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Effects of neuromuscular fatigue on the electromechanical delay of the leg extensors and flexors in young and old men.
Eur J Appl Physiol. 2013 Sep; 113(9):2391-9.EJ

Abstract

PURPOSE

The purpose of this study was to investigate the effects of a fatigue-inducing bout of submaximal, intermittent isometric contractions on the electromechanical delay (EMD) of the leg extensors and flexors in young and old men.

METHODS

Twenty young (mean ± SD: age = 25 ± 2.8 years) and sixteen old (age = 70.8 ± 3.8) recreationally active men performed maximal voluntary contractions (MVCs) followed by a fatigue-inducing protocol consisting of intermittent isometric contractions of the leg extensors or flexors using a 0.6 duty cycle (6 s contraction, 4 s relaxation) at 60 % of MVC until volitional fatigue. MVCs were again performed at 0, 7, 15, and 30 min post fatigue. A three-way mixed factorial ANOVA was used to analyze the EMD data.

RESULTS

There was a two-way muscle × time interaction (P = 0.039) where the EMD of the leg flexors was greater (P = 0.001-0.034) compared with baseline at all post fatigue time periods, but was only greater at immediately post fatigue for the extensors (P = 0.001). A significant two-way interaction for muscle × age (P = 0.009) revealed that the EMD was greater (P = 0.003) for the extensors for the old compared with the young men, but not different for the flexors (P = 0.506).

CONCLUSIONS

These findings showed differential fatigue-induced EMD recovery patterns between the leg extensors and flexors with the flexors being slower to recover and also that age-related increases of EMD are muscle group specific. The sustained increased EMD of the flexors during recovery may have important injury and performance implications in a variety of populations and settings.

Authors+Show Affiliations

Applied Musculoskeletal and Human Physiology Laboratory, Department of Health and Human Performance, Oklahoma State University, Stillwater, OK 74078, USA.No affiliation info availableNo affiliation info available

Pub Type(s)

Journal Article
Randomized Controlled Trial

Language

eng

PubMed ID

23771530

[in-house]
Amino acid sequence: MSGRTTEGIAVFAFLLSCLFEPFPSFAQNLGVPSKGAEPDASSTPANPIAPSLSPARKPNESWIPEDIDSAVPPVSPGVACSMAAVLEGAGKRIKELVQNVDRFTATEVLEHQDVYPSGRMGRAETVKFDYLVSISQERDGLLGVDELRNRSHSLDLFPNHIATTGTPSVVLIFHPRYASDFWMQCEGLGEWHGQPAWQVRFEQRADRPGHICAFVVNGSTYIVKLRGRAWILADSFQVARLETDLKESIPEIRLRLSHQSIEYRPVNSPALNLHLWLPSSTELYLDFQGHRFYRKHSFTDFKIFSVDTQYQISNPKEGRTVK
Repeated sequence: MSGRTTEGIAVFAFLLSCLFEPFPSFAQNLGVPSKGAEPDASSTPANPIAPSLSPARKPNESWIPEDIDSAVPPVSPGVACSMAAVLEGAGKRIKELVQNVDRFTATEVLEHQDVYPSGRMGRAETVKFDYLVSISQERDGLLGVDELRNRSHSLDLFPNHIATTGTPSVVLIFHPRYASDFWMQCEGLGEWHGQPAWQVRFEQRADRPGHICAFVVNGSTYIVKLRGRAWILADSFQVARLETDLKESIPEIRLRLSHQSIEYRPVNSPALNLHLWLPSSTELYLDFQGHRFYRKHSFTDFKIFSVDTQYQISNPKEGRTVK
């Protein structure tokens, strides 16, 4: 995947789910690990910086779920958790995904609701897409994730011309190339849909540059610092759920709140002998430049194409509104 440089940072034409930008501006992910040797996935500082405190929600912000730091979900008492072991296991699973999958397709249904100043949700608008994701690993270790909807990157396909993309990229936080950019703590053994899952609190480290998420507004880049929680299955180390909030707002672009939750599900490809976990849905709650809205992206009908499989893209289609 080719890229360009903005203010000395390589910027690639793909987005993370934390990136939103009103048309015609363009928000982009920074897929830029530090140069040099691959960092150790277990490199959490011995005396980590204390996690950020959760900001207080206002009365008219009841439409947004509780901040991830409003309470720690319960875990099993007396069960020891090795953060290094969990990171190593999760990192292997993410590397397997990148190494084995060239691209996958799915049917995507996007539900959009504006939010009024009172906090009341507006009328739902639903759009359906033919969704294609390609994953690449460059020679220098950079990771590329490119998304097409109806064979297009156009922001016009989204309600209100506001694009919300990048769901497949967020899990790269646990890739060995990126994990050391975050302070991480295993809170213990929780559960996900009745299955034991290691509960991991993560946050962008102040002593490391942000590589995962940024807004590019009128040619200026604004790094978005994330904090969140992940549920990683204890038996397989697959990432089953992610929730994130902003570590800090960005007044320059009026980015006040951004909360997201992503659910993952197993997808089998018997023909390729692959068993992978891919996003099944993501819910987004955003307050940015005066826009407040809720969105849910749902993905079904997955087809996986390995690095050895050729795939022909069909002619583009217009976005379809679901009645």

Citation

Conchola, E C., et al. "Effects of Neuromuscular Fatigue On the Electromechanical Delay of the Leg Extensors and Flexors in Young and Old Men." European Journal of Applied Physiology, vol. 113, no. 9, 2013, pp. 2391-9.
Conchola EC, Thompson BJ, Smith DB. Effects of neuromuscular fatigue on the electromechanical delay of the leg extensors and flexors in young and old men. Eur J Appl Physiol. 2013;113(9):2391-9.
Conchola, E. C., Thompson, B. J., & Smith, D. B. (2013). Effects of neuromuscular fatigue on the electromechanical delay of the leg extensors and flexors in young and old men. European Journal of Applied Physiology, 113(9), 2391-9. https://doi.org/10.1007/s00421-013-2675-y
Conchola EC, Thompson BJ, Smith DB. Effects of Neuromuscular Fatigue On the Electromechanical Delay of the Leg Extensors and Flexors in Young and Old Men. Eur J Appl Physiol. 2013;113(9):2391-9. PubMed PMID: 23771530.
* Article titles in AMA citation format should be in sentence-case
TY - JOUR T1 - Effects of neuromuscular fatigue on the electromechanical delay of the leg extensors and flexors in young and old men. AU - Conchola,E C, AU - Thompson,B J, AU - Smith,D B, Y1 - 2013/06/15/ PY - 2013/02/26/received PY - 2013/05/31/accepted PY - 2013/6/18/entrez PY - 2013/6/19/pubmed PY - 2014/5/20/medline SP - 2391 EP - 9 JF - European journal of applied physiology JO - Eur J Appl Physiol VL - 113 IS - 9 N2 - PURPOSE: The purpose of this study was to investigate the effects of a fatigue-inducing bout of submaximal, intermittent isometric contractions on the electromechanical delay (EMD) of the leg extensors and flexors in young and old men. METHODS: Twenty young (mean ± SD: age = 25 ± 2.8 years) and sixteen old (age = 70.8 ± 3.8) recreationally active men performed maximal voluntary contractions (MVCs) followed by a fatigue-inducing protocol consisting of intermittent isometric contractions of the leg extensors or flexors using a 0.6 duty cycle (6 s contraction, 4 s relaxation) at 60 % of MVC until volitional fatigue. MVCs were again performed at 0, 7, 15, and 30 min post fatigue. A three-way mixed factorial ANOVA was used to analyze the EMD data. RESULTS: There was a two-way muscle × time interaction (P = 0.039) where the EMD of the leg flexors was greater (P = 0.001-0.034) compared with baseline at all post fatigue time periods, but was only greater at immediately post fatigue for the extensors (P = 0.001). A significant two-way interaction for muscle × age (P = 0.009) revealed that the EMD was greater (P = 0.003) for the extensors for the old compared with the young men, but not different for the flexors (P = 0.506). CONCLUSIONS: These findings showed differential fatigue-induced EMD recovery patterns between the leg extensors and flexors with the flexors being slower to recover and also that age-related increases of EMD are muscle group specific. The sustained increased EMD of the flexors during recovery may have important injury and performance implications in a variety of populations and settings. SN - 1439-6327 UR - https://www.unboundmedicine.com/medline/citation/23771530/Effects_of_neuromuscular_fatigue_on_the_electromechanical_delay_of_the_leg_extensors_and_flexors_in_young_and_old_men_ L2 - https://dx.doi.org/10.1007/s00421-013-2675-y DB - PRIME DP - Unbound Medicine ER -